GARDASIL is part of the Vaccines for Children (VFC) Program, a federally funded program for kids who, because of cost, would probably not be vaccinated otherwise.
VFC gives free vaccines (shots) to children 18 years old or younger who:
Ask your doctor or health care professional if he or she is part of VFC. If he or she is not, you may be able to take your child to one of the following health clinics to get VFC vaccines:
CONTACT YOUR STATE’S VFC COORDINATOR HERE OR CALL 1-800-CDC-INFO (1-800-232-4636) AND ASK WHERE YOU SHOULD TAKE YOUR CHILD FOR GARDASIL.
GARDASIL is part of the Merck Vaccine Patient Assistance Program (MVPAP), funded by Merck, for adults age 19 or older who cannot afford vaccines.
This private and confidential program provides vaccines free of charge to eligible adults, primarily the uninsured who, without our assistance, could not afford needed vaccines. MVPAP offers free adult vaccines (shots) to people who:
FIND OUT MORE ABOUT MVPAP HERE.
GARDASIL is the only human papillomavirus (HPV) vaccine that helps protect against 4 types of HPV. In girls and young women ages 9 to 26, GARDASIL helps protect against 2 types of HPV that cause about 75% of cervical cancer cases, and 2 more types that cause about 90% of genital warts cases. In boys and young men ages 9 to 26, GARDASIL helps protect against approximately 90% of genital warts cases.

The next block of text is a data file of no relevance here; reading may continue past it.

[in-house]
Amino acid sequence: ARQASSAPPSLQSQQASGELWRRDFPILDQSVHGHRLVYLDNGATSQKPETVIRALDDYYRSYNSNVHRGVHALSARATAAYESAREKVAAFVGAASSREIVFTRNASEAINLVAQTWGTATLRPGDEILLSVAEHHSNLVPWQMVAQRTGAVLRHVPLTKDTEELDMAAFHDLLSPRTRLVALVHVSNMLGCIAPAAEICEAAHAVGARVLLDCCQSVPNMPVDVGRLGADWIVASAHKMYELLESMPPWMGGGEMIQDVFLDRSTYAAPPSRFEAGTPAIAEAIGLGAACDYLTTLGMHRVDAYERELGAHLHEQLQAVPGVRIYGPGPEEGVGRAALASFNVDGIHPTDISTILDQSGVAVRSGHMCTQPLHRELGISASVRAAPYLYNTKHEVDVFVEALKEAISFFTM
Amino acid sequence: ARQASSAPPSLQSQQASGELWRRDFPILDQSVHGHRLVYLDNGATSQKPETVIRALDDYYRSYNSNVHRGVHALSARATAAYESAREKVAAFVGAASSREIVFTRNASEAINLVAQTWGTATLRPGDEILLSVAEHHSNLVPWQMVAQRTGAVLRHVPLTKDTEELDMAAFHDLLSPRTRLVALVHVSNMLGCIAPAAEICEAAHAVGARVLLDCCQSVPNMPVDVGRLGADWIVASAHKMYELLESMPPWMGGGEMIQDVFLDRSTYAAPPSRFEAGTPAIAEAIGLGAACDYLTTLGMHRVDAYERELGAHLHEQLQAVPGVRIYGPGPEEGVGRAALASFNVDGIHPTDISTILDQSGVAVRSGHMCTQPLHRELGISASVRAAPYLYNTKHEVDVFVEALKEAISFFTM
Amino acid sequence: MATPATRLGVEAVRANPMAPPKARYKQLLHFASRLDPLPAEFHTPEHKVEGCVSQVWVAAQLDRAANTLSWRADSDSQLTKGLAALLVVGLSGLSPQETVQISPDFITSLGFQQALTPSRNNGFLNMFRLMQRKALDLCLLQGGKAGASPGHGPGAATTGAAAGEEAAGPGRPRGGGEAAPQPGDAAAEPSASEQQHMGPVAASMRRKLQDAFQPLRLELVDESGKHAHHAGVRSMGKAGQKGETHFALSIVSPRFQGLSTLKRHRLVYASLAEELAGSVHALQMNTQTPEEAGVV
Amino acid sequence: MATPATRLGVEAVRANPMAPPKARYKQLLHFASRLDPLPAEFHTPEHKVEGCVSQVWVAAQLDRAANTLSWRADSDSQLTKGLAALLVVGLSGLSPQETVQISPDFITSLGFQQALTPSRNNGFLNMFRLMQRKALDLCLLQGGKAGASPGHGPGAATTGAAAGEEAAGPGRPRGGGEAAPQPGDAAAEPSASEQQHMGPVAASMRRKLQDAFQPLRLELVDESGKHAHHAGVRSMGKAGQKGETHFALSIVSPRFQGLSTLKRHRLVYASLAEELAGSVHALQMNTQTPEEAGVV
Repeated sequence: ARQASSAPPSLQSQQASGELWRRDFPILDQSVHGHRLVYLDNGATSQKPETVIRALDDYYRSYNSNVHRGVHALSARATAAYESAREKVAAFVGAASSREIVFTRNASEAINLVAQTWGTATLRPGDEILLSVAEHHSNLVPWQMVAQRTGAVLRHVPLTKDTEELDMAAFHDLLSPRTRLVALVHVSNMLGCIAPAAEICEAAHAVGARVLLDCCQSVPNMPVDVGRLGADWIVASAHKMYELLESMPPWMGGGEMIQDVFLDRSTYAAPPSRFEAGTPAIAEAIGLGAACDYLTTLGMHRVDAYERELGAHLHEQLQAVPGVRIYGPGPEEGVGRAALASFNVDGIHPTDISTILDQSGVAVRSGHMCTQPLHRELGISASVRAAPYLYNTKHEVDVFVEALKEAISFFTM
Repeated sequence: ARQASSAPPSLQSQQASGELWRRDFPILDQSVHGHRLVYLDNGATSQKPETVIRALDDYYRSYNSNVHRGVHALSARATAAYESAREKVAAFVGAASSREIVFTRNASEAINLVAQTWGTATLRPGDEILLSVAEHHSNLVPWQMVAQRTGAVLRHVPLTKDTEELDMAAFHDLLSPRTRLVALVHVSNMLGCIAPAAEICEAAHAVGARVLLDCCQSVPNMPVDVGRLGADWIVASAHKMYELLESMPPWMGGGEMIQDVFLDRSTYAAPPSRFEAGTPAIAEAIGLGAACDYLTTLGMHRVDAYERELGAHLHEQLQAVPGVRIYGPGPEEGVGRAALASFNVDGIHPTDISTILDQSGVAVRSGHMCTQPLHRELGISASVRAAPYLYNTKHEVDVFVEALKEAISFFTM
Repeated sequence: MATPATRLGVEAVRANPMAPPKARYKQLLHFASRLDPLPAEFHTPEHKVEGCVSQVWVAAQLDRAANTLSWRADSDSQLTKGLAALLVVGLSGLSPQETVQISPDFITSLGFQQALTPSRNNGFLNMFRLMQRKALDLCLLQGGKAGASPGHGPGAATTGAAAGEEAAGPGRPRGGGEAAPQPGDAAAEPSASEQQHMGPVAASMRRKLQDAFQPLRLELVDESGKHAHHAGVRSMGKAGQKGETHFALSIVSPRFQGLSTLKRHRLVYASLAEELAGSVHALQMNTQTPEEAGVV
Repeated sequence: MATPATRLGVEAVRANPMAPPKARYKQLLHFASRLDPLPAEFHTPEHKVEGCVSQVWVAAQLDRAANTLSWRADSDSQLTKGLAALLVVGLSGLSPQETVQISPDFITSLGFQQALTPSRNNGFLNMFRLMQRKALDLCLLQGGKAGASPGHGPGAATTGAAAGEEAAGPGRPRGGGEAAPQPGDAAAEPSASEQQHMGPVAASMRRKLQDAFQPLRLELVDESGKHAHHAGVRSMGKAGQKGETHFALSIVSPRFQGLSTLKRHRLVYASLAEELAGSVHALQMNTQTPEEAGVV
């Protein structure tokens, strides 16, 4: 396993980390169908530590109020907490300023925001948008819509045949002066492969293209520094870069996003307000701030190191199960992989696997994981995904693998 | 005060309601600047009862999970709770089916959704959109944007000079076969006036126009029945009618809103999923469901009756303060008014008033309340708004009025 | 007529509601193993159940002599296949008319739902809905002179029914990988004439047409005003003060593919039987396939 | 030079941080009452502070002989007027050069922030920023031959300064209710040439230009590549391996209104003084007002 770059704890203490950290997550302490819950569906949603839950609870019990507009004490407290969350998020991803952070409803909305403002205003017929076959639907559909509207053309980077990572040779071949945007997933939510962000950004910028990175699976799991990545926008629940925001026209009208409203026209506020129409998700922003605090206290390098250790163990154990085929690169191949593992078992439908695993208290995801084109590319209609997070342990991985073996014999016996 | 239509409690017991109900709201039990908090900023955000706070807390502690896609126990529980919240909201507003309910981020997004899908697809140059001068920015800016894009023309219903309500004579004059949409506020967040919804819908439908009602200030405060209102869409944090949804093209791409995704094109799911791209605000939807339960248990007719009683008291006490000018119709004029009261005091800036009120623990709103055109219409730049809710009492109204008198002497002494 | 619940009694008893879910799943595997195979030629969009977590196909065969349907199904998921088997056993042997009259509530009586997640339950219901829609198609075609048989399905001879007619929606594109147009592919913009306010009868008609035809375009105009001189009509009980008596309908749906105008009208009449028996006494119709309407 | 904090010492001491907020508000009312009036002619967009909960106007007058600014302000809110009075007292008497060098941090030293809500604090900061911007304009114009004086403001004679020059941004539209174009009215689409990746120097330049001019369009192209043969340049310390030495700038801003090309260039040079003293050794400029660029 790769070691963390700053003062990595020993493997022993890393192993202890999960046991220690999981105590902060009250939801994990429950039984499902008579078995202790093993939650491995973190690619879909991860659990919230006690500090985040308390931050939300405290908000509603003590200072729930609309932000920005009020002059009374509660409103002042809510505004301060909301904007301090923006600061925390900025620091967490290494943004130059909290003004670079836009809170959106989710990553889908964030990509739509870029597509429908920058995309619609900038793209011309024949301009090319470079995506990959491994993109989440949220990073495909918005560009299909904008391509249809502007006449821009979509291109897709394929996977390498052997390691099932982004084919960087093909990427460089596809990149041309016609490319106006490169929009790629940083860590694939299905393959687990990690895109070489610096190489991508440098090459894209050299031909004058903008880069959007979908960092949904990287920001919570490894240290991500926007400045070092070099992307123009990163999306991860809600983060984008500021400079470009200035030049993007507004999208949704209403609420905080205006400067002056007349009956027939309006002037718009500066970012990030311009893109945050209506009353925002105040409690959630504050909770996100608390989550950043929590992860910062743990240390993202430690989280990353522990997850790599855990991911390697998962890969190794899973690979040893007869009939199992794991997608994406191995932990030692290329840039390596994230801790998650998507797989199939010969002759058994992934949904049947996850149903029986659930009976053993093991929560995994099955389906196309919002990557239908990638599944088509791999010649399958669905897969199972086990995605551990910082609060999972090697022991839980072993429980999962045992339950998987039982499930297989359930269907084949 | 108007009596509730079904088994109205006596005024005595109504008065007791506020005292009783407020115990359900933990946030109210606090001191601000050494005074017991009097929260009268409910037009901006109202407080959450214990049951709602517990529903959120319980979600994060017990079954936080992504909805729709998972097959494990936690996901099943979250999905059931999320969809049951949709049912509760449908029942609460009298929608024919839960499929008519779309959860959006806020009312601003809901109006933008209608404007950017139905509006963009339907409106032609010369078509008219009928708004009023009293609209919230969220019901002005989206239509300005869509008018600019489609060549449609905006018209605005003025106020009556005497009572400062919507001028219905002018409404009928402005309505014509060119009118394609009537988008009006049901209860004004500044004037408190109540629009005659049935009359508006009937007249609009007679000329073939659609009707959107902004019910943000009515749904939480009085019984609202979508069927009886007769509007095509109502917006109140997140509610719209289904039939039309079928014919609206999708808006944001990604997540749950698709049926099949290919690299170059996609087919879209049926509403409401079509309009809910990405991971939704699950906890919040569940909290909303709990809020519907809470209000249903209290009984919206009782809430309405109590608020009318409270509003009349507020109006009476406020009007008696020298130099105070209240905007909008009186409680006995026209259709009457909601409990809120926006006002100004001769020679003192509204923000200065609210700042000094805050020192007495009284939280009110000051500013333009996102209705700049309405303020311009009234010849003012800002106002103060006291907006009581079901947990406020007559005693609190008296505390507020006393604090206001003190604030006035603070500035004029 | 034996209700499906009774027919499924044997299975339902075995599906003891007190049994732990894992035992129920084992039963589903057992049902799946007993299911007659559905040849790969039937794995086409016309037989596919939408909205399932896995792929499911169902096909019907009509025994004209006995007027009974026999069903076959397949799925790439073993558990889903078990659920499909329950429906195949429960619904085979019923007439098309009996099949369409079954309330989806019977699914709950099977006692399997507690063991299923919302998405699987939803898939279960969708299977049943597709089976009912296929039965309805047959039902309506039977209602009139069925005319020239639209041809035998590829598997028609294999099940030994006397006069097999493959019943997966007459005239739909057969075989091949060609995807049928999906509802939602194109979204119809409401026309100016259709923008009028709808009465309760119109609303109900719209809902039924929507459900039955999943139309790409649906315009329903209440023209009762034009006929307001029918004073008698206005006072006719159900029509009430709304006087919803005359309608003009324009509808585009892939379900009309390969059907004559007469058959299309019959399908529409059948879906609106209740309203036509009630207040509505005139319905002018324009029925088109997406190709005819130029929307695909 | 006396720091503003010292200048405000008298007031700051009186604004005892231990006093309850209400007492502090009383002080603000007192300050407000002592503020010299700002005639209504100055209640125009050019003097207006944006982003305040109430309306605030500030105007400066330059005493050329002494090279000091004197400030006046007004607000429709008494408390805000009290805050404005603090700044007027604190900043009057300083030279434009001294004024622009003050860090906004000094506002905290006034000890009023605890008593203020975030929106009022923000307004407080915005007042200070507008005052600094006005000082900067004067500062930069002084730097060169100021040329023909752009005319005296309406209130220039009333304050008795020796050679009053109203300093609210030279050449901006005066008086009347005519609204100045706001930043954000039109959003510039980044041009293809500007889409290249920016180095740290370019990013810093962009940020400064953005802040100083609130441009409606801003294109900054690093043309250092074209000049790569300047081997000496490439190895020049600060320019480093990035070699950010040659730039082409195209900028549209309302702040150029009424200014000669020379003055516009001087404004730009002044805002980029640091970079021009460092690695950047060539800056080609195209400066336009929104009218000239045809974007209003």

GARDASIL also helps protect girls and young women ages 9 to 26 against approximately 70% of vaginal cancer cases and up to 50% of vulvar cancer cases.
GARDASIL may not fully protect everyone, nor will it protect against diseases caused by other HPV types or against diseases not caused by HPV. GARDASIL does not prevent all types of cervical cancer, so it’s important for women to continue routine cervical cancer screenings. GARDASIL does not treat cancer or genital warts. GARDASIL is given as 3 injections over 6 months.
Anyone who is allergic to the ingredients of GARDASIL, including those severely allergic to yeast, should not receive the vaccine. GARDASIL is not for women who are pregnant.
The side effects include pain, swelling, itching, bruising, and redness at the injection site, headache, fever, nausea, dizziness, vomiting, and fainting. Fainting can happen after getting GARDASIL. Sometimes people who faint can fall and hurt themselves. For this reason, your child’s health care professional may ask to sit or lie down for 15 minutes after they get GARDASIL. Some people who faint might shake or become stiff. This may require evaluation or treatment by your child’s health care professional.
Only a doctor or health care professional can decide if GARDASIL is right for your child.
You are encouraged to report negative side effects of prescription drugs to the FDA. Visit www.fda.gov/medwatch or call 1-800-FDA-1088.